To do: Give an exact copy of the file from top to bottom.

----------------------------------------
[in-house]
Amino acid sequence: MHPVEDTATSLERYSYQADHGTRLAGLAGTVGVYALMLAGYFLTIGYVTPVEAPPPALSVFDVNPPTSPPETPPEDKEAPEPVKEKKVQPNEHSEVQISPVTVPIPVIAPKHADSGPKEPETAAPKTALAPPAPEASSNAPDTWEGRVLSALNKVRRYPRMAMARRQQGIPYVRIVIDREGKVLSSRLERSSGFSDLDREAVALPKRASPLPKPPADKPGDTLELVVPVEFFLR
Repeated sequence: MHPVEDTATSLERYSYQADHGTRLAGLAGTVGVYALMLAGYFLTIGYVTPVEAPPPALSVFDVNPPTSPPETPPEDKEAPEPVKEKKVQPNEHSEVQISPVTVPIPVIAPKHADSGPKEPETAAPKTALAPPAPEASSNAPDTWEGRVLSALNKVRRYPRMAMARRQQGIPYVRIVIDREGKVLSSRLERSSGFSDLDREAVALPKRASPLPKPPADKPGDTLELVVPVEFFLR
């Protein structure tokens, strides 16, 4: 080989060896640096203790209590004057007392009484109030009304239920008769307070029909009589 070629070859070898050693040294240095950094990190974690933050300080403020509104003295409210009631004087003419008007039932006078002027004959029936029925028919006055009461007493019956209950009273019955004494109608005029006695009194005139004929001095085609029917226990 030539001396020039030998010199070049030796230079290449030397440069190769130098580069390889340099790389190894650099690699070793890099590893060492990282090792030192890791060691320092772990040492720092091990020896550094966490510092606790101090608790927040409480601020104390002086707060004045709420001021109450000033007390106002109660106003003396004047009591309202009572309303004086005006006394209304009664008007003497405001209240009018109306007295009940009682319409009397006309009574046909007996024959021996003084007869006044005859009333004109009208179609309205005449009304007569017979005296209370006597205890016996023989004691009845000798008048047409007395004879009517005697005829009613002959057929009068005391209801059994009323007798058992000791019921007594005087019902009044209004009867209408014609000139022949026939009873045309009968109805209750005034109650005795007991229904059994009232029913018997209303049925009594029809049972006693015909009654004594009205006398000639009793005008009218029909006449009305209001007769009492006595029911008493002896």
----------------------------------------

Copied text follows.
[in-house]
Amino acid sequence: MHPVEDTATSLERYSYQADHGTRLAGLAGTVGVYALMLAGYFLTIGYVTPVEAPPPALSVFDVNPPTSPPETPPEDKEAPEPVKEKKVQPNEHSEVQISPVTVPIPVIAPKHADSGPKEPETAAPKTALAPPAPEASSNAPDTWEGRVLSALNKVRRYPRMAMARRQQGIPYVRIVIDREGKVLSSRLERSSGFSDLDREAVALPKRASPLPKPPADKPGDTLELVVPVEFFLR
Repeated sequence: MHPVEDTATSLERYSYQADHGTRLAGLAGTVGVYALMLAGYFLTIGYVTPVEAPPPALSVFDVNPPTSPPETPPEDKEAPEPVKEKKVQPNEHSEVQISPVTVPIPVIAPKHADSGPKEPETAAPKTALAPPAPEASSNAPDTWEGRVLSALNKVRRYPRMAMARRQQGIPYVRIVIDREGKVLSSRLERSSGFSDLDREAVALPKRASPLPKPPADKPGDTLELVVPVEFFLR
């Protein structure tokens, strides 16, 4: 080989060896640096203790209590004057007392009484109030009304239920008769307070029909009589 070629070859070898050693040294240095950094990190974690933050300080403020509104003295409210009631004087003419008007039932006078002027004959029936029925028919006055009461007493019956209950009273019955004494109608005029006695009194005139004929001095085609029917226990 030539001396020039030998010199070049030796230079290449030397440069190769130098580069390889340099790389190894650099690699070793890099590893060492990282090792030192890791060691320092772990040492720092091990020896550094966490510092606790101090608790927040409480601020104390002086707060004045709420001021109450000033007390106002109660106003003396004047009591309202009572309303004086005006006394209304009664008007003497405001209240009018109306007295009940009682319409009397006309009574046909007996024959021996003084007869006044005859009333004109009208179609309205005449009304007569017979005296209370006597205890016996023989004691009845000798008048047409007395004879009517005697005829009613002959057929009068005391209801059994009323007798058992000791019921007594005087019902009044209004009867209408014609000139022949026939009873045309009968109805209750005034109650005795007991229904059994009232029913018997209303049925009594029809049972006693015909009654004594009205006398000639009793005008009218029909006449009305209001007769009492006595029911008493002896």